LTE: Help Make the Bus Stop, the Safe Spot

On Sept. 18, Tim Nebgen of the Pennsylvania Department of Transportation conducted a bus safety station during the 13th annual Progressive Agriculture Safety Day held at the Clearfield County Fairgrounds. The Safety Day was held for second graders and teachers from Clearfield Area Elementary School, Clearfield Alliance Christian School, St. Francis School and West Branch Elementary School. (Provided photo)

Dear Editor:

With school now back in session, everyone is gradually getting settled into the normal day-to-day routine.

Unfortunately, last year around this time, we witnessed the bus-related death of five children, along with serious injuries to another seven children, all within a one-week span in late-October through early-November.

These incidents gained national attention and took place in rural communities in Indiana, Mississippi, Florida and Pennsylvania.

Most tragic is the fact that all these incidents could have been prevented. These young children, ranging in ages 5 to 12, were all trying to do the same thing … safely get to school.

The school bus serves as the direct link between a neighborhood and the classroom. With more than 25 million children riding the yellow bus every school day, school bus transportation plays a critical role in the education of our nation’s students.

Each year, the third full week in October is home to National School Bus Safety Week, an active and evolving public education program and an excellent way for parents, students, teachers, motorists, school bus operators, school administrators and other interested parties – to join forces and address the importance of school bus safety.

Ensuring our children arrive to and from school safely each day is the responsibility of us. Here are a few bus safety tips:

  1. Getting Ready for School – School prep is important. Children should put everything they carry in a backpack or school bag so that they won’t drop things along the way. Encourage children to wear bright, contrasting colors so they will be more easily seen by drivers. Make sure children leave home on time so they can arrive at the bus stop before it is due, ideally at least five minutes early. Running after or in front of a bus is very dangerous.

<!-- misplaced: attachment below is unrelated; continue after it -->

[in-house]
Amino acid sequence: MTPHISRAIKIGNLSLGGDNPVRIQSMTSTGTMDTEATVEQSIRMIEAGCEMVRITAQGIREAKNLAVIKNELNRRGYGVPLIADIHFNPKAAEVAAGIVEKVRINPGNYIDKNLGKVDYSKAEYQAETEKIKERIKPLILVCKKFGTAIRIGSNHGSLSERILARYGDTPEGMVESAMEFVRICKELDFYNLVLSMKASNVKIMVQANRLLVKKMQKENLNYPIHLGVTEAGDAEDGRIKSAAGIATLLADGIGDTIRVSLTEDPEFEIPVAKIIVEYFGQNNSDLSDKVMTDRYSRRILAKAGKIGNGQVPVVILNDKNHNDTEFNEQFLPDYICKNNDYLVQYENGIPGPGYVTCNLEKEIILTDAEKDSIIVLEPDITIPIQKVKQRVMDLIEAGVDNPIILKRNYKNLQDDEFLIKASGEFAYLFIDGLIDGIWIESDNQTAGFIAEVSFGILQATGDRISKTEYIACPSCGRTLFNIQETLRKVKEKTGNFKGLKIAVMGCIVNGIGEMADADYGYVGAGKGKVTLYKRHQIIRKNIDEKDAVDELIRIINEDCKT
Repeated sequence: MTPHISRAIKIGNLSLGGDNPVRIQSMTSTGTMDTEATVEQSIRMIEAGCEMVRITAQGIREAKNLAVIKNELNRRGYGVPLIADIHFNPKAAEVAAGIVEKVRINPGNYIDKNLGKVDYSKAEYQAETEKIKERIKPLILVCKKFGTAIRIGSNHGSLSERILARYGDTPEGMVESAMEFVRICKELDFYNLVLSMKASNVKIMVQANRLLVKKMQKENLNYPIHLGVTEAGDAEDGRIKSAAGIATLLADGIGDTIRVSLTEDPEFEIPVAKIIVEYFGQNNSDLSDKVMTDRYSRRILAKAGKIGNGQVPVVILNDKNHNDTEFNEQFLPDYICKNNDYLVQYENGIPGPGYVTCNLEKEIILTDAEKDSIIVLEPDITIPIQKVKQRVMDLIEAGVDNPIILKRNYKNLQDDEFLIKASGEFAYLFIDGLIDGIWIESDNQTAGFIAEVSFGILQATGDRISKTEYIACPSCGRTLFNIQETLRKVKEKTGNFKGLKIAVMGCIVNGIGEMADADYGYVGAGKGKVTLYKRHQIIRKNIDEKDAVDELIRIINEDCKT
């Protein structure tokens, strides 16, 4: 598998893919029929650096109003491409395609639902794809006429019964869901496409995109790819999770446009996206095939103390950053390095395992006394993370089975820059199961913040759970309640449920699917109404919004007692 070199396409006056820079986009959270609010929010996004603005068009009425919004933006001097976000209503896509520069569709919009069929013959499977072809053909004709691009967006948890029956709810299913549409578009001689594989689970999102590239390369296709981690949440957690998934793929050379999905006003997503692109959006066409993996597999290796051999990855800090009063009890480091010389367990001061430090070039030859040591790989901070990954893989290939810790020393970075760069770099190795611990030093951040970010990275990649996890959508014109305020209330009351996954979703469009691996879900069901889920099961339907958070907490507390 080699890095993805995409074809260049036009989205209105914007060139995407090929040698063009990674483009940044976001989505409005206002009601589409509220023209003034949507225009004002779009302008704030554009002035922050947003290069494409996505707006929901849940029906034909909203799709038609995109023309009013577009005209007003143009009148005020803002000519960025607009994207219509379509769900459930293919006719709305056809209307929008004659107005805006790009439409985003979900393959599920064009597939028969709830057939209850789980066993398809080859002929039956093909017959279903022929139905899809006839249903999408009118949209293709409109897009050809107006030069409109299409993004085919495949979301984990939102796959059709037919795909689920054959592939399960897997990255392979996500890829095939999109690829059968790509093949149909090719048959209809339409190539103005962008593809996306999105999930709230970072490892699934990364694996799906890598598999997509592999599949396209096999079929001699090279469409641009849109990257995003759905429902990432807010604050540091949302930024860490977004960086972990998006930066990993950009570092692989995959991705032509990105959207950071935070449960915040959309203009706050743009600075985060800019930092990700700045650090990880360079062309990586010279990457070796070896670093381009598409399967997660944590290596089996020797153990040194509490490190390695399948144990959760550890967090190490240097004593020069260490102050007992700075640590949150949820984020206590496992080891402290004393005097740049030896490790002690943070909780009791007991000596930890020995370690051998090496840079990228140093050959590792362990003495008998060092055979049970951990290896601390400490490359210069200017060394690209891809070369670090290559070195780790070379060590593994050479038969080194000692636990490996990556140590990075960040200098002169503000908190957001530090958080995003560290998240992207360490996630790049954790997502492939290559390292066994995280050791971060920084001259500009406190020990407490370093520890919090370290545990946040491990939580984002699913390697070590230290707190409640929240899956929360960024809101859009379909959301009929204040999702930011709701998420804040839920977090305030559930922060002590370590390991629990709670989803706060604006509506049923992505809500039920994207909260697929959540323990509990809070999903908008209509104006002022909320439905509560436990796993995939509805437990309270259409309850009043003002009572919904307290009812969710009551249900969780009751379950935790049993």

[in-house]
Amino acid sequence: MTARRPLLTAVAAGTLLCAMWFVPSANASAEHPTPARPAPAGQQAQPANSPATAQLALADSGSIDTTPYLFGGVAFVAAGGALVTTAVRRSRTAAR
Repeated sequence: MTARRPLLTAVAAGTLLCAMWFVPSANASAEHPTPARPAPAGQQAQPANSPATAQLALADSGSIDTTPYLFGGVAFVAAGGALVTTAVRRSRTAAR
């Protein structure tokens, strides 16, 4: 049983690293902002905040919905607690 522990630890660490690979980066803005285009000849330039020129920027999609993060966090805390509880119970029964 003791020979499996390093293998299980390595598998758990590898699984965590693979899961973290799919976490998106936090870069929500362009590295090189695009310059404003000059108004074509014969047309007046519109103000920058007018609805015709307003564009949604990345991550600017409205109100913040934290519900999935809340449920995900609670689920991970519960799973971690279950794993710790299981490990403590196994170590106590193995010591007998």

2. Walking to the Bus Stop – Walk young children to the bus stop or encourage children to walk in groups. There is safety in numbers and groups are easier for drivers to see. Practice good pedestrian behavior: walk on the sidewalk, and if there is no sidewalk stay out of the street. If you must walk in the street, walk single file, face traffic and stay as close to the edge of the road as you can. Stop and look left, look right and then left again if you must cross the street. Do the same thing at driveways and alleys. Exaggerate your head turns and narrate your actions so your child knows you are looking left, right and left.
  3. At the Bus Stop – Have children wait in a location where the driver can easily see them while driving down the street. Try to avoid waiting in a house or car. Do not let children play in or near the street, as playing with balls or other toys that could roll onto the street is dangerous.
  4. Getting On and Off the Bus – Warn children that if they drop something getting on and off the bus, they should never pick it up. Instead, they should tell the driver and follow the driver’s instructions. Remind children to look to the right before they step off the bus. If you meet your child at the bus stop after school, wait on the side where the child will be dropped off, not across the street. Children can be so excited to see you after school that they dash across the street and forget the safety rules.

National School Bus Safety Week is Oct. 21-25, 2019 and this year’s theme is “My School Bus, The Safest Form of Student Transportation!” For more information, visit the National Association for Pupil Transportation (NAPT) at

Safe Kids Clearfield County is part of Safe Kids Worldwide (, a global organization dedicated to preventing injuries in children, the number one killer of kids in the United States.

For more information, please contact Judy Patterson, community volunteer, at 814-414-5250. The coalition always welcomes new members and traditionally meets the third Tuesday during the months of January, March, May, July, September and November at noon at Cen-Clear Child Services, 50 Bigler Rd., Bigler.

Our next meeting will be on Tuesday, Nov. 19, 2019. Donations to our local Safe Kids Clearfield County Coalition are tax-deductible and can help ensure the word about safe practices can be spread all year long.

Connect with us on our Facebook page at

Jana L. Davidson

Education Content Specialist for the Progressive Agriculture Foundation & President of Safe Kids Clearfield County

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